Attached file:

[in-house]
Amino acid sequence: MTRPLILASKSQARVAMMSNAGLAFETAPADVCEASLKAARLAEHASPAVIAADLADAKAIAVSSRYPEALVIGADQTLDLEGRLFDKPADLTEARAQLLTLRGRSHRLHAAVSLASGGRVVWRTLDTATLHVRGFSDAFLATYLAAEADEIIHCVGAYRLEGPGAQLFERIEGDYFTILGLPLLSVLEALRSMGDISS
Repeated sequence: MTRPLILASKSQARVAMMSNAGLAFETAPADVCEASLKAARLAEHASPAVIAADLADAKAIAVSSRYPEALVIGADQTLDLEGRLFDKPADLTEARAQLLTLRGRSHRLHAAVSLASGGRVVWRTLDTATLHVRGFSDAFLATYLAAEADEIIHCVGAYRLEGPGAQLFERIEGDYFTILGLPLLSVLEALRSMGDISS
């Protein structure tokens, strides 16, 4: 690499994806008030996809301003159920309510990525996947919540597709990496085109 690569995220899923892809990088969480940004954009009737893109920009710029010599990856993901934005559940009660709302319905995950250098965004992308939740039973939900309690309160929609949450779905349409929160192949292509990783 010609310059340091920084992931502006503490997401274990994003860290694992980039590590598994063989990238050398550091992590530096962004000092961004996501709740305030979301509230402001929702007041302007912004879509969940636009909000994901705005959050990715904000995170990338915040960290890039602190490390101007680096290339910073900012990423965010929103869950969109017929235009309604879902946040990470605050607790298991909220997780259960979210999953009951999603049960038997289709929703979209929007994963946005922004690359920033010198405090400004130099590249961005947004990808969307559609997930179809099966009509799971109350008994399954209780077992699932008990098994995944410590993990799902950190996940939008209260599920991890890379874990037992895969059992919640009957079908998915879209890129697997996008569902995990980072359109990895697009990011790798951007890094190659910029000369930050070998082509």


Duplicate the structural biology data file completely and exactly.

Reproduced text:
[in-house]
Amino acid sequence: MTRPLILASKSQARVAMMSNAGLAFETAPADVCEASLKAARLAEHASPAVIAADLADAKAIAVSSRYPEALVIGADQTLDLEGRLFDKPADLTEARAQLLTLRGRSHRLHAAVSLASGGRVVWRTLDTATLHVRGFSDAFLATYLAAEADEIIHCVGAYRLEGPGAQLFERIEGDYFTILGLPLLSVLEALRSMGDISS
Repeated sequence: MTRPLILASKSQARVAMMSNAGLAFETAPADVCEASLKAARLAEHASPAVIAADLADAKAIAVSSRYPEALVIGADQTLDLEGRLFDKPADLTEARAQLLTLRGRSHRLHAAVSLASGGRVVWRTLDTATLHVRGFSDAFLATYLAAEADEIIHCVGAYRLEGPGAQLFERIEGDYFTILGLPLLSVLEALRSMGDISS
């Protein structure tokens, strides 16, 4: 690499994806008030996809301003159920309510990525996947919540597709990496085109 690569995220899923892809990088969480940004954009009737893109920009710029010599990856993901934005559940009660709302319905995950250098965004992308939740039973939900309690309160929609949450779905349409929160192949292509990783 010609310059340091920084992931502006503490997401274990994003860290694992980039590590598994063989990238050398550091992590530096962004000092961004996501709740305030979301509230402001929702007041302007912004879509969940636009909000994901705005959050990715904000995170990338915040960290890039602190490390101007680096290339910073900012990423965010929103869950969109017929235009309604879902946040990470605050607790298991909220997780259960979210999953009951999603049960038997289709929703979209929007994963946005922004690359920033010198405090400004130099590249961005947004990808969307559609997930179809099966009509799971109350008994399954209780077992699932008990098994995944410590993990799902950190996940939008209260599920991890890379874990037992895969059992919640009957079908998915879209890129697997996008569902995990980072359109990895697009990011790798951007890094190659910029000369930050070998082509």